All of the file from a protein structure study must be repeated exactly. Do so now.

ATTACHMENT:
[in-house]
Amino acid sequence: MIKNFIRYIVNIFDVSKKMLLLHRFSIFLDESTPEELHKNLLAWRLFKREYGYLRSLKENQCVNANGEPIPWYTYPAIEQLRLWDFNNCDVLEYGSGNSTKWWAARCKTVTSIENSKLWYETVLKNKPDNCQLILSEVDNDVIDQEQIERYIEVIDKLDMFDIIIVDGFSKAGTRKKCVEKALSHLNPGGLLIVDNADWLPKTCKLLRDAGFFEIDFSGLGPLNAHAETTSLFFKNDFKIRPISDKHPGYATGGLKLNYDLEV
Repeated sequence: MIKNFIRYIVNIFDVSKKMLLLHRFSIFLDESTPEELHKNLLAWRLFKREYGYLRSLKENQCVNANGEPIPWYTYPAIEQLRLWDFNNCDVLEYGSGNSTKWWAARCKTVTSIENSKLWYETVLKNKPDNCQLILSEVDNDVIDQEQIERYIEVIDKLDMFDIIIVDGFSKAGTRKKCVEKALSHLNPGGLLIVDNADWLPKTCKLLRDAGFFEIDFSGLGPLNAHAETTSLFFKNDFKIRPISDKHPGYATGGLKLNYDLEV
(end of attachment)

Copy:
[in-house]
Amino acid sequence: MIKNFIRYIVNIFDVSKKMLLLHRFSIFLDESTPEELHKNLLAWRLFKREYGYLRSLKENQCVNANGEPIPWYTYPAIEQLRLWDFNNCDVLEYGSGNSTKWWAARCKTVTSIENSKLWYETVLKNKPDNCQLILSEVDNDVIDQEQIERYIEVIDKLDMFDIIIVDGFSKAGTRKKCVEKALSHLNPGGLLIVDNADWLPKTCKLLRDAGFFEIDFSGLGPLNAHAETTSLFFKNDFKIRPISDKHPGYATGGLKLNYDLEV
Repeated sequence: MIKNFIRYIVNIFDVSKKMLLLHRFSIFLDESTPEELHKNLLAWRLFKREYGYLRSLKENQCVNANGEPIPWYTYPAIEQLRLWDFNNCDVLEYGSGNSTKWWAARCKTVTSIENSKLWYETVLKNKPDNCQLILSEVDNDVIDQEQIERYIEVIDKLDMFDIIIVDGFSKAGTRKKCVEKALSHLNPGGLLIVDNADWLPKTCKLLRDAGFFEIDFSGLGPLNAHAETTSLFFKNDFKIRPISDKHPGYATGGLKLNYDLEV